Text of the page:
Maintenance in Mechanical Engineering: Service meets Industry 4.0
What is maintenance? Definition, uses and examples
Maintenance refers to all measures that are carried out to maintain or restore the proper condition, functionality and reliability of plants, machines or systems. Its main goal is to extend the service life of the machines and systems, ensure operational safety and minimize unplanned downtime.
In Industry 4.0, or the Fourth Industrial Revolution, maintenance is applied in various areas, including in industrial production with the maintenance of production machines, systems and manufacturing facilities, with the goal of guaranteeing smooth operations. In addition, there is the maintenance of IT systems, servers, networks and hardware to ensure continuous availability.
There are also a number of different types of maintenance. Preventive maintenance involves carrying out planned maintenance measures before a component or system fails. Corrective maintenance, on the other hand, involves immediate repair to correct an error after a problem has occurred. Overhaul, in turn, is comprehensive maintenance in which a plant or system is completely refurbished in order to extend its performance and service life. Then there is predictive maintenance, which uses data analytics and monitoring technologies to predict the best time for maintenance work and minimize unplanned downtime.
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The concept of predictive maintenance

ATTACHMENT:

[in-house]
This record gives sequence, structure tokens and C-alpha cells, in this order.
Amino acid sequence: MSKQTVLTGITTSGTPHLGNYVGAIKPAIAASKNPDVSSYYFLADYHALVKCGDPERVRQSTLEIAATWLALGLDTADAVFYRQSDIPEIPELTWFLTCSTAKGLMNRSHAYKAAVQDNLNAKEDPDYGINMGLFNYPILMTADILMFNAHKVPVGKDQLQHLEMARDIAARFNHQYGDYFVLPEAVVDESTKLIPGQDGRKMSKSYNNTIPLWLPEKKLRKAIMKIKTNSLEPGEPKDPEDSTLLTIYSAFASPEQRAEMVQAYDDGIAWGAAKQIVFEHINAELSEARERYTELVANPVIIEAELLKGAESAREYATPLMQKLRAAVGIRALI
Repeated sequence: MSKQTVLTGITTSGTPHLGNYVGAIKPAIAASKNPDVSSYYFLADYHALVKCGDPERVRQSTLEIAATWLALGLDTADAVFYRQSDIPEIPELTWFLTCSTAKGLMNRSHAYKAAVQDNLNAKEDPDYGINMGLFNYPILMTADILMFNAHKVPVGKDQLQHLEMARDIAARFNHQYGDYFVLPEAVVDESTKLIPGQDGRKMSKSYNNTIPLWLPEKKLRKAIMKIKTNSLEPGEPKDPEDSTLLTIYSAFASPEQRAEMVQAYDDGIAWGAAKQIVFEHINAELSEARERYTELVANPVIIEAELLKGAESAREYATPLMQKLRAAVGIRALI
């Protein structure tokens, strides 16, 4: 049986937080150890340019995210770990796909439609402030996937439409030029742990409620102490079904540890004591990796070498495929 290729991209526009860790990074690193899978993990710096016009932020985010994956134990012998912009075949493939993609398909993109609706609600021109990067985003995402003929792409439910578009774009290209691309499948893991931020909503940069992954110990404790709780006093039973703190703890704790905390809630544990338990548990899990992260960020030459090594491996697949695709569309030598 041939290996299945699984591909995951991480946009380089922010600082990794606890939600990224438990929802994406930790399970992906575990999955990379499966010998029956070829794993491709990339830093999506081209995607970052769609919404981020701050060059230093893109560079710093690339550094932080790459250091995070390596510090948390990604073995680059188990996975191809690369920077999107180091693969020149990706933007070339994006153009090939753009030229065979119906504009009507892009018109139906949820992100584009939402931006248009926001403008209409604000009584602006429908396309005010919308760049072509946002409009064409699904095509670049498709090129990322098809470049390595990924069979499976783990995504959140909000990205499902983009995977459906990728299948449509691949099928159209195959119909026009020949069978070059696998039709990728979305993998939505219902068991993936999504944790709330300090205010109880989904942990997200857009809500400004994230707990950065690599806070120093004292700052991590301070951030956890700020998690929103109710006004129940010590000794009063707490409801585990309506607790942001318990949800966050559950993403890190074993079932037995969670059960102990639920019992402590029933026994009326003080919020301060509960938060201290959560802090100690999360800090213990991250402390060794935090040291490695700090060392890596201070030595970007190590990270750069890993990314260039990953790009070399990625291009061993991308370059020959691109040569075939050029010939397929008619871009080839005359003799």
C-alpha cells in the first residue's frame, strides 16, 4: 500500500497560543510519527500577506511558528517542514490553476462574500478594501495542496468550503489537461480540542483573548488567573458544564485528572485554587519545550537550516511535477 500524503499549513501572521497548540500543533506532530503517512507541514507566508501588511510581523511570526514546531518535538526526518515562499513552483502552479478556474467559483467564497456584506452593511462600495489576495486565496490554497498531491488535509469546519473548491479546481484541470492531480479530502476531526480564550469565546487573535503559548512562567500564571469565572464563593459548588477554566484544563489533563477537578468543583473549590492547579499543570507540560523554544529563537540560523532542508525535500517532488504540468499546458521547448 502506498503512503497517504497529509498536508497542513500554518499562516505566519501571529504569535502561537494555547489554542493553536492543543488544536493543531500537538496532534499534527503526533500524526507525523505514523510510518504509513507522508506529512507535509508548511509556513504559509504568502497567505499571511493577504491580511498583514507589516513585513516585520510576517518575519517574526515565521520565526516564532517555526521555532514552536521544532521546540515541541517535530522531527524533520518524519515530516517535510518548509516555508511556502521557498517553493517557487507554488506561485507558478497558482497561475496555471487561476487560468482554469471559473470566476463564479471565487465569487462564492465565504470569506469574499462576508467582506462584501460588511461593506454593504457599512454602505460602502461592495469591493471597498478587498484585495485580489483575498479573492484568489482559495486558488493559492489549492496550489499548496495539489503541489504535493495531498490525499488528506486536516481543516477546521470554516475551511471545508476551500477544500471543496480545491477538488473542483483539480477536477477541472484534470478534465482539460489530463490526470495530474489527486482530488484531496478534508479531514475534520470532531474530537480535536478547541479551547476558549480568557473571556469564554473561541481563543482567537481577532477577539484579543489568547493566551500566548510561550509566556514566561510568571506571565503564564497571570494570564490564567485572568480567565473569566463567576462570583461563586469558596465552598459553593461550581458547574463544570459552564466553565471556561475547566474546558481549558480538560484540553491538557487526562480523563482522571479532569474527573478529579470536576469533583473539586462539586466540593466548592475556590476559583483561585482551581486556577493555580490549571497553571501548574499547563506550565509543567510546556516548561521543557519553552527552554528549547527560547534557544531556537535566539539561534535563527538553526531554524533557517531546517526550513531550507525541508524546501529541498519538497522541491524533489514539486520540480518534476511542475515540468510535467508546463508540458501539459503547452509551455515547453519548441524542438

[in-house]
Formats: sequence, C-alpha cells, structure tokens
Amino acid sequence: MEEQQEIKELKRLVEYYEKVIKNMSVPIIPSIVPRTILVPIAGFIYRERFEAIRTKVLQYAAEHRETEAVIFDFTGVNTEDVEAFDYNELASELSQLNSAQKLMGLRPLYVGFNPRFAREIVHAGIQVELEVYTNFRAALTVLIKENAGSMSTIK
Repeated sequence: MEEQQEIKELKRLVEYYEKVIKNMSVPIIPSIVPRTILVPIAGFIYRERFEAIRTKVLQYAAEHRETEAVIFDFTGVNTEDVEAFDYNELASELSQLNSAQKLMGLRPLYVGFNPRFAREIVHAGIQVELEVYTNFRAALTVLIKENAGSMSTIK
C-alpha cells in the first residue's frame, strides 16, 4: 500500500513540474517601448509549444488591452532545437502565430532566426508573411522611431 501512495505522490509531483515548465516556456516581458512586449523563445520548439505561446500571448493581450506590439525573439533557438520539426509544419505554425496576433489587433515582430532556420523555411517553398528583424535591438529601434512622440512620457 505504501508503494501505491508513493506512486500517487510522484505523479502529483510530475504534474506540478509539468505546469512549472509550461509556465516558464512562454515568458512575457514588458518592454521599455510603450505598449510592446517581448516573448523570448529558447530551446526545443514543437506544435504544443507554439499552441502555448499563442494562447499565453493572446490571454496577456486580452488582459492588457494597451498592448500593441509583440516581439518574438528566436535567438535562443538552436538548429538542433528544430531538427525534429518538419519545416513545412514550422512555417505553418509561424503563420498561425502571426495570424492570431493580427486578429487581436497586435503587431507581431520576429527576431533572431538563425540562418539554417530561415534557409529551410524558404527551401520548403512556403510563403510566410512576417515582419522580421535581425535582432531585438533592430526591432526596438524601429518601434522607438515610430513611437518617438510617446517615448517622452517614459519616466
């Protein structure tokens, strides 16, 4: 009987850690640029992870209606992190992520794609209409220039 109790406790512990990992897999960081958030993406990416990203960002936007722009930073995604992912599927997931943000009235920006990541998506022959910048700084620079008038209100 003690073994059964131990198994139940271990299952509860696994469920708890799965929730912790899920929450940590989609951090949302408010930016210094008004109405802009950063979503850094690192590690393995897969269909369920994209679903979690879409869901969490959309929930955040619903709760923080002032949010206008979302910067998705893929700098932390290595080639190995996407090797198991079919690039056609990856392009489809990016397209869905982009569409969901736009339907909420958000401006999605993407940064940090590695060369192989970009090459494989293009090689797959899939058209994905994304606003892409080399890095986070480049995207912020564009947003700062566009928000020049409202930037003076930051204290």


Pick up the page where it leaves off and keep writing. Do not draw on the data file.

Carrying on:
The concept of predictive maintenance refers to an advanced maintenance strategy that uses data and analytics to predict the best time to service machines or systems. The goal is to minimize unplanned downtime, extend service life, and improve the efficiency of maintenance processes.
Predictive maintenance is based on data monitoring. Information about the condition of the machines is continuously being collected, and advanced analytics algorithms and artificial intelligence help detect patterns and anomalies in the data that has been collected. This makes it possible to identify possible failures or problems in advance. Taking the data analysis as a basis, predictions can be made about when a specific component or system is likely to fail. This means maintenance work can be carried out at the right time. Plus, risks can be assessed and priorities set. Identifying problems and scheduling maintenance in advance can minimize the need for emergency repairs, which in turn reduces downtime. Targeted maintenance of components that are about to fail ensures that unnecessary maintenance is avoided. By integrating the IoT (internet of things), sensors and connected devices can provide even more data in real time.